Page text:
Villefort, a one-road village at the foot of Mont Lozère, was built along a north-south geological fault between granite bedrock and schist. Its location on the Regordane Way, which was an economic and cultural artery during the Middle Ages, stimulated its growth. Villefort experienced another boom around 1860, becoming a true commercial hub of the Cévennes, when its train station – one of the main stations of the railway through the Cévennes – was built.
The origins of Villefort
In the Middle Ages, Villefort was known as Villa Montisfortis, a name that might stem from a former Roman agricultural estate. At the time, a castle overlooked the village, of which nothing remains today. This castrum was strategically located on the heights of Le Collet (at the southern exit of Villefort) to protect the Regordane Way – and to collect tolls.
The Regordane Way
The Regordane Way linking Alès (Gard) and Luc (Lozère) is a section of the important route that connected Lower Languedoc and the Auvergne in the Middle Ages. It facilitated trade between the Mediterranean basin and parts of the Kingdom of France. The mule-drivers that used it – known locally as Régordans or Rigourdiers – transported oil, wine and salt. It was also a religious path, taking pilgrims called Romieux to Saint Gilles It was progressively abandoned in the 14th century, when the port at Marseille and the fairs in Lyon grew in importance. Ruts left by cartwheels can still be seen north of Prévenchères (between Le Thort and La Molette) and near Saint-André-Capcèze.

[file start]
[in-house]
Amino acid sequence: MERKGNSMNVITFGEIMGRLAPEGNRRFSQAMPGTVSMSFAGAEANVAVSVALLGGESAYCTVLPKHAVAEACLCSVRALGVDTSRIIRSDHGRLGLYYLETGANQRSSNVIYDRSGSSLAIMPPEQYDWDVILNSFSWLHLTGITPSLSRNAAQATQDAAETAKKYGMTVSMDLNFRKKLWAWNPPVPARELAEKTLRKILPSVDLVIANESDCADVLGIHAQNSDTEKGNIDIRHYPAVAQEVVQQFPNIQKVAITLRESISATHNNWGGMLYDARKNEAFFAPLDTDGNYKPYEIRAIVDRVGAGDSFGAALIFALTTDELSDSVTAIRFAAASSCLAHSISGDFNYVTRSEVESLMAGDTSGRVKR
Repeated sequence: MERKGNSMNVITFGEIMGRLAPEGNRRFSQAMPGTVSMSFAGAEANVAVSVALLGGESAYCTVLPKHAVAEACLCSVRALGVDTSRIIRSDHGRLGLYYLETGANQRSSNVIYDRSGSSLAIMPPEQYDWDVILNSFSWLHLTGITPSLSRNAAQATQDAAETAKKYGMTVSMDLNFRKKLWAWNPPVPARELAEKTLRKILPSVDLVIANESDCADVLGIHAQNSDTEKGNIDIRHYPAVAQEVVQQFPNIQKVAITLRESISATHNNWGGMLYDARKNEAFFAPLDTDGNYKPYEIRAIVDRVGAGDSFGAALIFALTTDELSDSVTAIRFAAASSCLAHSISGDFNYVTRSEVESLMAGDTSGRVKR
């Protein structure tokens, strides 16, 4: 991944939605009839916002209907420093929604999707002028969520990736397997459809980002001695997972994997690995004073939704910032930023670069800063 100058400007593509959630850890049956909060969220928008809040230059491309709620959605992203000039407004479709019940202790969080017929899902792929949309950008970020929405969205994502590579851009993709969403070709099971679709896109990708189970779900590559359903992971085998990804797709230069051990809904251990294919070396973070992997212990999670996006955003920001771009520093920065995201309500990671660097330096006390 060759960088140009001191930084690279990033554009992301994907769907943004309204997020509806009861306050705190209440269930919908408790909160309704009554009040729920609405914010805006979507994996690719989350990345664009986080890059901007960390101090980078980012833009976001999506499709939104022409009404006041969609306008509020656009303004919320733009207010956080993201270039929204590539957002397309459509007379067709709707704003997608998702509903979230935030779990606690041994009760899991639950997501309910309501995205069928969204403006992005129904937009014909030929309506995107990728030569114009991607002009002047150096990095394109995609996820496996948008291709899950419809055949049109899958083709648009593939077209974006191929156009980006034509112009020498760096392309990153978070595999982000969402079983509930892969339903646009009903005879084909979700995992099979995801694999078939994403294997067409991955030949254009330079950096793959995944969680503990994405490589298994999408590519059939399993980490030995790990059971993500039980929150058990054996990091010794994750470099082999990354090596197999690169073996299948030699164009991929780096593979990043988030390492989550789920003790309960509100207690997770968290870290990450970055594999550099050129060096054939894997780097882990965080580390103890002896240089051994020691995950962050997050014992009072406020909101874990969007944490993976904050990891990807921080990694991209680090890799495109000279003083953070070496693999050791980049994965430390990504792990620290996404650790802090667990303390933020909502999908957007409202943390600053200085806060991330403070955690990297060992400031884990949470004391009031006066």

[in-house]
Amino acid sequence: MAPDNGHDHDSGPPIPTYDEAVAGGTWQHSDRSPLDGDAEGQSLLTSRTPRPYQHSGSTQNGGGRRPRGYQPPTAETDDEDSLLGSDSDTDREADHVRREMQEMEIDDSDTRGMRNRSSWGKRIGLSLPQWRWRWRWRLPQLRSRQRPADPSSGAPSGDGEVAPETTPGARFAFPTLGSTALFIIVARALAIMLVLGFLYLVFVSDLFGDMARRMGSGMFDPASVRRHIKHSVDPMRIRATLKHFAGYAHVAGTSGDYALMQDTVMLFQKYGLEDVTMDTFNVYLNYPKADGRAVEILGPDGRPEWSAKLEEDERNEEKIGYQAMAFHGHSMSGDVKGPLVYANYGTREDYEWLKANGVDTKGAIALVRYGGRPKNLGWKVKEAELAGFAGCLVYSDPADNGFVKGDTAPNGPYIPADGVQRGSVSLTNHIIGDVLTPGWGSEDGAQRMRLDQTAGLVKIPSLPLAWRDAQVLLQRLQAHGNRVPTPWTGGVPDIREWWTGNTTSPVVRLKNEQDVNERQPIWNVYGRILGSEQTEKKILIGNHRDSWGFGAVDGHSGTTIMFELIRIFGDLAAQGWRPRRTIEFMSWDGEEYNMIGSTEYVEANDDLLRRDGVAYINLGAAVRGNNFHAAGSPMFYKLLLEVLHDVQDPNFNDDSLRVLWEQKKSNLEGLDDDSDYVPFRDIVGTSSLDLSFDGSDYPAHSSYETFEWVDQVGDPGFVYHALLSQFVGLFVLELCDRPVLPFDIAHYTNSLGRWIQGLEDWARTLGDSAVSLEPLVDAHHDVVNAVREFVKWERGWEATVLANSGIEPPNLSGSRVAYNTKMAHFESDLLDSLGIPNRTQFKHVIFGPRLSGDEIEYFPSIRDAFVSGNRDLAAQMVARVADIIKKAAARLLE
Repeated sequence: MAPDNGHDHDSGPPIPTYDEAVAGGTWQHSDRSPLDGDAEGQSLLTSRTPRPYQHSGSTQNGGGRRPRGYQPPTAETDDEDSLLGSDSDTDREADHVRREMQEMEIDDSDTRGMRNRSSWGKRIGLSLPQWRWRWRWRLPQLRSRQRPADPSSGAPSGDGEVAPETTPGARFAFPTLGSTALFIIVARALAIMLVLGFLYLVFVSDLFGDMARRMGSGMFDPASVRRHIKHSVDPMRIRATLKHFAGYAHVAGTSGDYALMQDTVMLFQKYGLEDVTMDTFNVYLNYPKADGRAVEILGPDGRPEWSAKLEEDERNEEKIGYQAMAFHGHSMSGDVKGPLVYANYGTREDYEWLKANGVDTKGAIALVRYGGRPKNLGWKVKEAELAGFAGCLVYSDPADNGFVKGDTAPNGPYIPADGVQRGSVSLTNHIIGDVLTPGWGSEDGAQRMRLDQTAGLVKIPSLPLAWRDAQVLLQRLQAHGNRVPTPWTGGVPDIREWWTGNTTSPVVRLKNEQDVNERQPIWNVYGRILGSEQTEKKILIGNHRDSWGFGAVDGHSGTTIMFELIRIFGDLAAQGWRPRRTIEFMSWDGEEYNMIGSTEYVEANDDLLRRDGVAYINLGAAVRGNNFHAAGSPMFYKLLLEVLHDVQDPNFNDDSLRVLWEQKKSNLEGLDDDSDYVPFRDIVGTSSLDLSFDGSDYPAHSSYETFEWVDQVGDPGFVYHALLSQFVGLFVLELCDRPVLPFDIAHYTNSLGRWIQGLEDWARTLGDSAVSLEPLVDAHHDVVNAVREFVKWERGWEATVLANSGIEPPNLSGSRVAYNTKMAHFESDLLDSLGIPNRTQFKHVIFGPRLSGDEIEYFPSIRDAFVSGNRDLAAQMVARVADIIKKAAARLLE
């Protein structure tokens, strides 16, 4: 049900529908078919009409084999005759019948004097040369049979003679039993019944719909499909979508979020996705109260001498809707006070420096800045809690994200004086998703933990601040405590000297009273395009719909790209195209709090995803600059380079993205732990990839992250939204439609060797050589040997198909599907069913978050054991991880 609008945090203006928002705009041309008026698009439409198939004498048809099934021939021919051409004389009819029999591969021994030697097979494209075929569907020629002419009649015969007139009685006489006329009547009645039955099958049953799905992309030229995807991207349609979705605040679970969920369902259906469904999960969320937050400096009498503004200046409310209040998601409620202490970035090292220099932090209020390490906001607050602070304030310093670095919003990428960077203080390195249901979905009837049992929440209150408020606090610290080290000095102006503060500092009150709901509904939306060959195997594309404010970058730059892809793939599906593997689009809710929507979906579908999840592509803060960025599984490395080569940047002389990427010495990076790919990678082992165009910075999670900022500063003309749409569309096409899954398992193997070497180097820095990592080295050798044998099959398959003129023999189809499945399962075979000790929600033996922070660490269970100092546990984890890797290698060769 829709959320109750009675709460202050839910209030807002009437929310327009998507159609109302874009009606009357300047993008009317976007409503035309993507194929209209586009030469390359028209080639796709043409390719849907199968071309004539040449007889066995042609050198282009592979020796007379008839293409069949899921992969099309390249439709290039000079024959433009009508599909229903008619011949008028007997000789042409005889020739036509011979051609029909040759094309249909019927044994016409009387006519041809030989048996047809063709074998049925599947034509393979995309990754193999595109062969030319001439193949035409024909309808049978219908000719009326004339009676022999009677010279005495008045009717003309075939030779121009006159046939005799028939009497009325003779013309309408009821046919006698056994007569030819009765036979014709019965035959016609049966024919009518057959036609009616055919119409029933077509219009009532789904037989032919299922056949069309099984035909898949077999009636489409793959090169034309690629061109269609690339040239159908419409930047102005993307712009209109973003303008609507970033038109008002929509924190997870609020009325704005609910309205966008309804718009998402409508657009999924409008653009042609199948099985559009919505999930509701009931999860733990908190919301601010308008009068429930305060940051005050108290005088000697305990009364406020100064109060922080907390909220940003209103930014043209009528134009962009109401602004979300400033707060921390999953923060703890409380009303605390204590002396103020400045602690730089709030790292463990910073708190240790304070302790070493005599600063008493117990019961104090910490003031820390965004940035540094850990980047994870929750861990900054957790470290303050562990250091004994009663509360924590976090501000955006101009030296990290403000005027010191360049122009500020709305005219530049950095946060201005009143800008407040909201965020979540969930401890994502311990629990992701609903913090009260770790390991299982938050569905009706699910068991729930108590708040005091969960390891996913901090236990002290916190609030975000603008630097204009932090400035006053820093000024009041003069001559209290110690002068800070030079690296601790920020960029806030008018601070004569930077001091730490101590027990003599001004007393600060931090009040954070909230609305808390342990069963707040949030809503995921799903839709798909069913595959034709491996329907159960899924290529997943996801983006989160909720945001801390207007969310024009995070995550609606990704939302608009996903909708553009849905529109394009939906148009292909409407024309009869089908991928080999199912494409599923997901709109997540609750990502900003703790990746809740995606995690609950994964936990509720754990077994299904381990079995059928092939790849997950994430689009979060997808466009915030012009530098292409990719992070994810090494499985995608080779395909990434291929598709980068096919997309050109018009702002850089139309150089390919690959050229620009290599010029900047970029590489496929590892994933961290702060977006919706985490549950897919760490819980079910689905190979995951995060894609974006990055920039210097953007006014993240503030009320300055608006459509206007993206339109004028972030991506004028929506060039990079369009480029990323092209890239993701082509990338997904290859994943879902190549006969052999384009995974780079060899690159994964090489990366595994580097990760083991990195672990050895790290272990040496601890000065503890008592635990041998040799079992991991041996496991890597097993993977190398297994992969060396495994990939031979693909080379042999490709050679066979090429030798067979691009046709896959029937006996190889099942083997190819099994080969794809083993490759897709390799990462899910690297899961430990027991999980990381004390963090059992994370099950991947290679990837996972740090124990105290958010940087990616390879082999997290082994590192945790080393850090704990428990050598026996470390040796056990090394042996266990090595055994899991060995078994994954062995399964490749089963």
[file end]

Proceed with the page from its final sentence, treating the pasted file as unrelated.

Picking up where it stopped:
The architecture of Villefort's old buildings is typical for one-street villages:
• the houses with the two vaulted porches were once inns, tradesmen's or artisans' shops: one of the porches was used to store merchandise, the other to display it;
• the sculpted lintels above the entrances to some houses on Rue de l'Eglise and Rue de la Bourgade bear witness to the activities of former occupants;
• several facades have handsome mullioned windows from the Renaissance.
Rue de l’Église
The town hall is a former private mansion of the 15th century, with a spiral staircase and ground-floor rooms with vaulted ceilings. The lintel behind the gate comes from a fortified house in the village of Bayard, which is now under the waters of the Lake. On the facade of the 16th century house opposite is a finely crafted mullion window.
• The oldest house in the village is a listed monument and dates from the 14th century. It has Gothic windows and a pulley system once used to bring forage into the loft.